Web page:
Ayana Mathis on Prioritizing the People on the Page
In Conversation with Mitzi Rapkin on the First Draft Podcast
First Draft: A Dialogue of Writing is a weekly show featuring in-depth interviews with fiction, nonfiction, essay writers, and poets, highlighting the voices of writers as they discuss their work, their craft, and the literary arts. Hosted by Mitzi Rapkin, First Draft celebrates creative writing and the individuals who are dedicated to bringing their carefully chosen words to print as well as the impact writers have on the world we live in.
In this episode, Mitzi talks to Ayana Mathis about her new novel, The Unsettled.
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From the episode:
Mitzi Rapkin: I always think one of the hardest things about telling a story is taking all these big minded philosophical ideas and social ideas that you want to interrogate and putting them into a story so that people aren’t going to feel like they’re being preached to or told things. So how do you think about that when you approach your fiction?
Ayana Mathis: It’s funny, so you write a book, and then the book comes into the world, and, in a certain way you knew a little bit what it was about, but then also you don’t really know what it was about until you finished writing it right? And then you learn more about what it’s about by talking to people like you and talking to readers. And, you know, that said, I think the big ideas like the thematics and all this big message stuff, you know, I know some of it while I’m writing, and then some of it is really kind of in the background. Because my priority can’t be the big message stuff, my priority has to be these people on the page, and what they do, and why they do it. And so, I think, obviously, the big message stuff is informing that, but as the thing is being created in some ways, I think that my concerns are primarily, character and story because this other stuff is sort of like a program opened in the background, right? So sometimes it certainly does inform how people move around the world of the fiction, but it can’t be the central thing, otherwise, I will have written a pamphlet or an essay, or worse written a thing that masquerades as fiction, but it’s actually these flat characters moving around to make a point. I never want to do that. So, I concentrate my efforts on character and story. And revision is always a help, right? Like you get a draft and you’re thinking, Oh, this is what this thing seems to be leading towards, or gesturing towards, or whatever it is. And so, you might add things or take things away or emphasize or deemphasize things. So revision, I think, is also a big place where some of those thematics become more sharply defined without sacrificing or compromising the integrity of the characters as facsimiles of human beings, not just being some sort of message carriers.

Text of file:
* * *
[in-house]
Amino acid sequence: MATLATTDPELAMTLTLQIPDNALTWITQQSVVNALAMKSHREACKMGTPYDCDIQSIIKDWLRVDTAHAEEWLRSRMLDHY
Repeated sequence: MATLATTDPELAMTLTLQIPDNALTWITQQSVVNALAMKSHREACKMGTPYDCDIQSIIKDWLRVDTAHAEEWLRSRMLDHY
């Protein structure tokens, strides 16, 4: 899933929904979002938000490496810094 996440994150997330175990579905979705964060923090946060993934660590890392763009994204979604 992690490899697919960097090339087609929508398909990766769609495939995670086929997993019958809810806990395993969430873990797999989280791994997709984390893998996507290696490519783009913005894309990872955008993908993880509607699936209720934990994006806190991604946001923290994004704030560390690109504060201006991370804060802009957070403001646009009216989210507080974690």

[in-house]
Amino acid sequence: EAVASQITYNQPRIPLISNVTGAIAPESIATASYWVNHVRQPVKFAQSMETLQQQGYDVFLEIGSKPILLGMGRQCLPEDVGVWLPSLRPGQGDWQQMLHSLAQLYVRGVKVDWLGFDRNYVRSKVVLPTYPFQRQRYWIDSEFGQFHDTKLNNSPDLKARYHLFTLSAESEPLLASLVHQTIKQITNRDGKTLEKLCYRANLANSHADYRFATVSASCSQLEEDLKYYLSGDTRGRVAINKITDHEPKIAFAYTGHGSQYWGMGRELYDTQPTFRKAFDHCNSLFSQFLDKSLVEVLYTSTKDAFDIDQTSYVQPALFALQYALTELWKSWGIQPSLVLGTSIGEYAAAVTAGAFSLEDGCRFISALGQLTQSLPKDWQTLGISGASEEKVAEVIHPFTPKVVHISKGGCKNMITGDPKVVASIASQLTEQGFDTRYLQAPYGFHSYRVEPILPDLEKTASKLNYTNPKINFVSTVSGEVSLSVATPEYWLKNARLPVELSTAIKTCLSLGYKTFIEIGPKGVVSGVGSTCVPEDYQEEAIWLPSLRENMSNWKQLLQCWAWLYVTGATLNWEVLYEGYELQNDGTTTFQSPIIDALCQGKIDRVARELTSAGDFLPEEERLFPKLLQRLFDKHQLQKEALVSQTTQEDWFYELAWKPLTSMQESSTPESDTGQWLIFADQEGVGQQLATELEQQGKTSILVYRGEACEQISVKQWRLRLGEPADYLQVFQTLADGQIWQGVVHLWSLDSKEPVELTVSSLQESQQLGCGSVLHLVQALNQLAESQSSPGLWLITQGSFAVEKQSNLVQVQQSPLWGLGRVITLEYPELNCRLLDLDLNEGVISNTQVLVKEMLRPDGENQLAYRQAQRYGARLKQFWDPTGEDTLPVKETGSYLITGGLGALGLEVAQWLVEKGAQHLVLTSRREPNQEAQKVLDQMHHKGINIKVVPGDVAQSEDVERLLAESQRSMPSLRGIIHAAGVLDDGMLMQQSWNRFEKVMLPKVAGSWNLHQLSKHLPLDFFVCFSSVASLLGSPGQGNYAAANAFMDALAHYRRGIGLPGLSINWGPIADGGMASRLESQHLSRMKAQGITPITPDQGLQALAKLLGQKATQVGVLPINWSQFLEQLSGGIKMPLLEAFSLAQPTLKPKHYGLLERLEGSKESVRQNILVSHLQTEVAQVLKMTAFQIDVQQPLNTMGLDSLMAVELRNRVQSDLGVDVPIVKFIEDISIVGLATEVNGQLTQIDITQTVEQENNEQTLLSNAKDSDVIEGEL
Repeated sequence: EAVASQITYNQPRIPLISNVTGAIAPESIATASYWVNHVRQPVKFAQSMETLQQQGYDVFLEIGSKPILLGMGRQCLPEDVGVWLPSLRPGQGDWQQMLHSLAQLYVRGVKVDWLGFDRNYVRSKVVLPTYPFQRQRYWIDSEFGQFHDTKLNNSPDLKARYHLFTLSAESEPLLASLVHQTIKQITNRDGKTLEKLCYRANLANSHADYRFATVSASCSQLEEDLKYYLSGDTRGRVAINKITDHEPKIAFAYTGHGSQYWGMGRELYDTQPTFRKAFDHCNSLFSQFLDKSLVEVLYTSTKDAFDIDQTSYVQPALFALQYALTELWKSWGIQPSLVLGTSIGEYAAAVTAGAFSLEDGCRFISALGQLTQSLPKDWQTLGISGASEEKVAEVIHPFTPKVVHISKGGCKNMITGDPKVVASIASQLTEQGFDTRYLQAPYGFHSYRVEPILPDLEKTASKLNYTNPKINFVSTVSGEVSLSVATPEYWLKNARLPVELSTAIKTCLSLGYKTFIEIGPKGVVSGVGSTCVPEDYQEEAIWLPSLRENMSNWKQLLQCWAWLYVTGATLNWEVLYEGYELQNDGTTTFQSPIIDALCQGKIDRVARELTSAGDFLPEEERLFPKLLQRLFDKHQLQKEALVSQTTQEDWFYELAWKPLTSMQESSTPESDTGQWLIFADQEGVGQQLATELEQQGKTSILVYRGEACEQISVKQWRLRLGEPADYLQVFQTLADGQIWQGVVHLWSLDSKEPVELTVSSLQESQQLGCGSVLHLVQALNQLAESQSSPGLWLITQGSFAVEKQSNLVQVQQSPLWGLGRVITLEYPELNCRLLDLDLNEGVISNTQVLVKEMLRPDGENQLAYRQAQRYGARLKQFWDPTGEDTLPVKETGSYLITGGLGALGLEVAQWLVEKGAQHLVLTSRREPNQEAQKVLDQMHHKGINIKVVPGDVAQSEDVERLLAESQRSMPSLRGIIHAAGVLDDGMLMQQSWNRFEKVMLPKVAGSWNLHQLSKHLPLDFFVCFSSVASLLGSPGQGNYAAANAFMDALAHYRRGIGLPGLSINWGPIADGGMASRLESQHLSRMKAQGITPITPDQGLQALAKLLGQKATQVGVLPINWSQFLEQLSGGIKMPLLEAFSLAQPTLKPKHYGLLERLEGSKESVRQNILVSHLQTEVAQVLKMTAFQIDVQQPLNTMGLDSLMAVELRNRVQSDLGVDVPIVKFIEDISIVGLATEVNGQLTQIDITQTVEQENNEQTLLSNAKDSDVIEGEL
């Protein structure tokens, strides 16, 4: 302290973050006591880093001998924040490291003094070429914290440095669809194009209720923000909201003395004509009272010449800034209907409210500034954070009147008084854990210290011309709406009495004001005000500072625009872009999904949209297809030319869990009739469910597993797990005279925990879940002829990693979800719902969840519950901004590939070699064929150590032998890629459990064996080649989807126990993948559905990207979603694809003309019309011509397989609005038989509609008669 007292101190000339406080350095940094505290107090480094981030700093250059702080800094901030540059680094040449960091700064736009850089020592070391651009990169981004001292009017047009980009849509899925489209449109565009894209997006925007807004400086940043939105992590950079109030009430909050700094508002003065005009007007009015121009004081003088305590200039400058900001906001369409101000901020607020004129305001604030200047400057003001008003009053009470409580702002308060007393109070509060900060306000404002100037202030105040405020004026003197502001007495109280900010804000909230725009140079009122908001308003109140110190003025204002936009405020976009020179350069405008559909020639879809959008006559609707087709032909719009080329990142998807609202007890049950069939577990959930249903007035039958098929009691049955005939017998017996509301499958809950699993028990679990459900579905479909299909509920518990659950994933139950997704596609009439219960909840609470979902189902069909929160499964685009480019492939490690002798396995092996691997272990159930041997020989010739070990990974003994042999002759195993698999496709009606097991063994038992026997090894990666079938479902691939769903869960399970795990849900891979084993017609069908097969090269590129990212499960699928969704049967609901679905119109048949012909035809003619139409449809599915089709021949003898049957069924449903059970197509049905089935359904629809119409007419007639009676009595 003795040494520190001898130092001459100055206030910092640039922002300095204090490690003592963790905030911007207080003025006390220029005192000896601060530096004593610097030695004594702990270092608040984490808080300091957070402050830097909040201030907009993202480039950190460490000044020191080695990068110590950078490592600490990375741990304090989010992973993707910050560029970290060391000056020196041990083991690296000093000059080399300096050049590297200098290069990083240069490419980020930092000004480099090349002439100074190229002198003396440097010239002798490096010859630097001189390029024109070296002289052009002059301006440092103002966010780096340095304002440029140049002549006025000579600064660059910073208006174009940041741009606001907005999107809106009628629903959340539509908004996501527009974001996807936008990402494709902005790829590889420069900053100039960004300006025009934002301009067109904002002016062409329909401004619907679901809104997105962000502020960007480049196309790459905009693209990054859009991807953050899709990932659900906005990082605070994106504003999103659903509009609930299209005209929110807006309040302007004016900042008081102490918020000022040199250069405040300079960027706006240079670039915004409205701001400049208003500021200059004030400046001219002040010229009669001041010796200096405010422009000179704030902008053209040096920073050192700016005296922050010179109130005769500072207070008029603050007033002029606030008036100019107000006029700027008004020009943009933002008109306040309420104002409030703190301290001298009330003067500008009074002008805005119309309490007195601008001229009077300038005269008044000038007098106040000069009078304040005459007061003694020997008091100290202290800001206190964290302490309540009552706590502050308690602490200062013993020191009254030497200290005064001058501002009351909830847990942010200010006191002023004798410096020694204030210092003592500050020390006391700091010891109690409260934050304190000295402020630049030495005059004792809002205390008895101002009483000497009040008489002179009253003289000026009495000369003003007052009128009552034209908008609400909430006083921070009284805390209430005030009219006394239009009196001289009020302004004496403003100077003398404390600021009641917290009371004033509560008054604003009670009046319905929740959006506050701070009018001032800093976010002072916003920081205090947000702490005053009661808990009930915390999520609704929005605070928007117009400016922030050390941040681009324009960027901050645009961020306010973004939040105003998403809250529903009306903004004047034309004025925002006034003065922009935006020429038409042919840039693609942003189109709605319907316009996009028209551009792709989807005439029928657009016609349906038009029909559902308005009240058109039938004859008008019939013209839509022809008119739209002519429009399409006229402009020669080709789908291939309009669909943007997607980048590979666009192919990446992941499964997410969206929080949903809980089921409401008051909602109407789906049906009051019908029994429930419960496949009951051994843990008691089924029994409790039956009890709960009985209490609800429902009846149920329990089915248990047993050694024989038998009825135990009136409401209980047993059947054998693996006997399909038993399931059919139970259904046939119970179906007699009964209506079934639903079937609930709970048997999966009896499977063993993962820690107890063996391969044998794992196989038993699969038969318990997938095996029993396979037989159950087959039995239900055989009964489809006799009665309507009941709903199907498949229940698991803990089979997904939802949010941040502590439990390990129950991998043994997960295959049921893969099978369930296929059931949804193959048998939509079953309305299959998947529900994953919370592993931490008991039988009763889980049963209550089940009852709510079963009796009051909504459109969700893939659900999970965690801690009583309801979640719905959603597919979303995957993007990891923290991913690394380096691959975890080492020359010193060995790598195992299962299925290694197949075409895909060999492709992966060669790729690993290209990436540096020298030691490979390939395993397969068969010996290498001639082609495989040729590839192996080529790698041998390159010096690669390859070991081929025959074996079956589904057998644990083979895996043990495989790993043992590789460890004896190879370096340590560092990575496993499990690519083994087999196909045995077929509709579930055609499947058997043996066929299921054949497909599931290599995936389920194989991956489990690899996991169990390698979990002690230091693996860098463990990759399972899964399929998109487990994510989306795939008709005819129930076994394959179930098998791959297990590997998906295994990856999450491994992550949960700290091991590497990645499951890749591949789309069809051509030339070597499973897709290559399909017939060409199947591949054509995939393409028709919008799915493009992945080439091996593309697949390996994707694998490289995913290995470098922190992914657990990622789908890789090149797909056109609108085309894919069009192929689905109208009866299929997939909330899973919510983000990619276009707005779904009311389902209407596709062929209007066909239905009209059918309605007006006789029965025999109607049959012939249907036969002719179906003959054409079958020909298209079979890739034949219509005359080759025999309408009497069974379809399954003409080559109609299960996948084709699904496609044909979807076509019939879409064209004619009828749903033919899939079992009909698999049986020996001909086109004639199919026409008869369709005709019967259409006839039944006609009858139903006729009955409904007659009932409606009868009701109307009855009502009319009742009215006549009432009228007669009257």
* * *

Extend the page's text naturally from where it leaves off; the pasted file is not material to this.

Ayana Mathis’s first novel, The Twelve Tribes of Hattie, was a New York Times Bestseller, second selection for Oprah’s Book Club 2.0, a 2013 New York Times Notable Book, NPR Best Book of 2013, and was long listed for the Dublin Literary Award and nominated for Hurston/Wright Foundation’s Legacy Award. Mathis’s nonfiction has been published in the The New York Times, The Atlantic, The Financial Times, RollingStone, Guernica and Glamour. She currently teaches at Hunter College’s MFA Program. Her new novel is The Unsettled.